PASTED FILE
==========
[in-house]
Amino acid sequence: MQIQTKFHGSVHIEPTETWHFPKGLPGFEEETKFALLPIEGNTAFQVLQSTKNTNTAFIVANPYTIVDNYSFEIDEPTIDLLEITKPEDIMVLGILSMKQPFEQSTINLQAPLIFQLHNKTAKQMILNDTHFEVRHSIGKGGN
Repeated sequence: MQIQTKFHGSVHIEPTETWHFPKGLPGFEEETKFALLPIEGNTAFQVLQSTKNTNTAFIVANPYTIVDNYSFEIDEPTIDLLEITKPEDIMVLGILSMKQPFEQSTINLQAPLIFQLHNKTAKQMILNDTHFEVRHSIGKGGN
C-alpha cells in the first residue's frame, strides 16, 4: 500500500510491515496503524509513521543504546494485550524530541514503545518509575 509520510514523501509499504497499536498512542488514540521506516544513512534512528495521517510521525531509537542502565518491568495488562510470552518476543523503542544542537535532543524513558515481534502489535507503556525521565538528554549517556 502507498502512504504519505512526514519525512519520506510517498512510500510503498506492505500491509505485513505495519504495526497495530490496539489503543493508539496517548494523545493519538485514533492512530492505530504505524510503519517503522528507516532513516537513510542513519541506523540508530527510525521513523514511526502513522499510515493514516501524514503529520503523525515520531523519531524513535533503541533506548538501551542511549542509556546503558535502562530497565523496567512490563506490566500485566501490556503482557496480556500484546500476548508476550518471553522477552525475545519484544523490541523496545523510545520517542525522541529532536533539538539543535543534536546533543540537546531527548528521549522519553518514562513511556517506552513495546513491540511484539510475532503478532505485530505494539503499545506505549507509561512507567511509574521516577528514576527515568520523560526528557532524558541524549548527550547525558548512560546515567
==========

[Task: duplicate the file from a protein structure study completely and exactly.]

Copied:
[in-house]
Amino acid sequence: MQIQTKFHGSVHIEPTETWHFPKGLPGFEEETKFALLPIEGNTAFQVLQSTKNTNTAFIVANPYTIVDNYSFEIDEPTIDLLEITKPEDIMVLGILSMKQPFEQSTINLQAPLIFQLHNKTAKQMILNDTHFEVRHSIGKGGN
Repeated sequence: MQIQTKFHGSVHIEPTETWHFPKGLPGFEEETKFALLPIEGNTAFQVLQSTKNTNTAFIVANPYTIVDNYSFEIDEPTIDLLEITKPEDIMVLGILSMKQPFEQSTINLQAPLIFQLHNKTAKQMILNDTHFEVRHSIGKGGN
C-alpha cells in the first residue's frame, strides 16, 4: 500500500510491515496503524509513521543504546494485550524530541514503545518509575 509520510514523501509499504497499536498512542488514540521506516544513512534512528495521517510521525531509537542502565518491568495488562510470552518476543523503542544542537535532543524513558515481534502489535507503556525521565538528554549517556 502507498502512504504519505512526514519525512519520506510517498512510500510503498506492505500491509505485513505495519504495526497495530490496539489503543493508539496517548494523545493519538485514533492512530492505530504505524510503519517503522528507516532513516537513510542513519541506523540508530527510525521513523514511526502513522499510515493514516501524514503529520503523525515520531523519531524513535533503541533506548538501551542511549542509556546503558535502562530497565523496567512490563506490566500485566501490556503482557496480556500484546500476548508476550518471553522477552525475545519484544523490541523496545523510545520517542525522541529532536533539538539543535543534536546533543540537546531527548528521549522519553518514562513511556517506552513495546513491540511484539510475532503478532505485530505494539503499545506505549507509561512507567511509574521516577528514576527515568520523560526528557532524558541524549548527550547525558548512560546515567